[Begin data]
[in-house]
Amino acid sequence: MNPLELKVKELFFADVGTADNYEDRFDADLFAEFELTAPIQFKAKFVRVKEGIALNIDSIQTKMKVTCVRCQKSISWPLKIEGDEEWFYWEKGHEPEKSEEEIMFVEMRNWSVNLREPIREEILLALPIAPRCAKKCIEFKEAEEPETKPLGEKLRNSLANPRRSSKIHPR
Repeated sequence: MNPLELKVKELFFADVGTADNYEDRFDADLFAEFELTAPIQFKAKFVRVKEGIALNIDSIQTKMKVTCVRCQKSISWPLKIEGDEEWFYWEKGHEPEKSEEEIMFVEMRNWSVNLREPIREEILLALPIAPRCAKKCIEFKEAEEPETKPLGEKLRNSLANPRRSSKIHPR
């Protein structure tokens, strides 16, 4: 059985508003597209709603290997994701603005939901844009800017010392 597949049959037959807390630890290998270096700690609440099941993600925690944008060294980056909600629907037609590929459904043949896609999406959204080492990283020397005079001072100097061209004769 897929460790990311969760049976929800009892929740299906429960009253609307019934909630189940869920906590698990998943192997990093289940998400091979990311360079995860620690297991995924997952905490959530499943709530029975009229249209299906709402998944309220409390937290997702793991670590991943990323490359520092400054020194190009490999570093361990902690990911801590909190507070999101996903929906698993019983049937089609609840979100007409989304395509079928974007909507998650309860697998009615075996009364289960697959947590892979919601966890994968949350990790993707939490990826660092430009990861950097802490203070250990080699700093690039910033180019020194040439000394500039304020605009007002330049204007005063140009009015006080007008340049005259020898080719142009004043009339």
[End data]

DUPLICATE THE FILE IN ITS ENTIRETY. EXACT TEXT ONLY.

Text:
[in-house]
Amino acid sequence: MNPLELKVKELFFADVGTADNYEDRFDADLFAEFELTAPIQFKAKFVRVKEGIALNIDSIQTKMKVTCVRCQKSISWPLKIEGDEEWFYWEKGHEPEKSEEEIMFVEMRNWSVNLREPIREEILLALPIAPRCAKKCIEFKEAEEPETKPLGEKLRNSLANPRRSSKIHPR
Repeated sequence: MNPLELKVKELFFADVGTADNYEDRFDADLFAEFELTAPIQFKAKFVRVKEGIALNIDSIQTKMKVTCVRCQKSISWPLKIEGDEEWFYWEKGHEPEKSEEEIMFVEMRNWSVNLREPIREEILLALPIAPRCAKKCIEFKEAEEPETKPLGEKLRNSLANPRRSSKIHPR
């Protein structure tokens, strides 16, 4: 059985508003597209709603290997994701603005939901844009800017010392 597949049959037959807390630890290998270096700690609440099941993600925690944008060294980056909600629907037609590929459904043949896609999406959204080492990283020397005079001072100097061209004769 897929460790990311969760049976929800009892929740299906429960009253609307019934909630189940869920906590698990998943192997990093289940998400091979990311360079995860620690297991995924997952905490959530499943709530029975009229249209299906709402998944309220409390937290997702793991670590991943990323490359520092400054020194190009490999570093361990902690990911801590909190507070999101996903929906698993019983049937089609609840979100007409989304395509079928974007909507998650309860697998009615075996009364289960697959947590892979919601966890994968949350990790993707939490990826660092430009990861950097802490203070250990080699700093690039910033180019020194040439000394500039304020605009007002330049204007005063140009009015006080007008340049005259020898080719142009004043009339």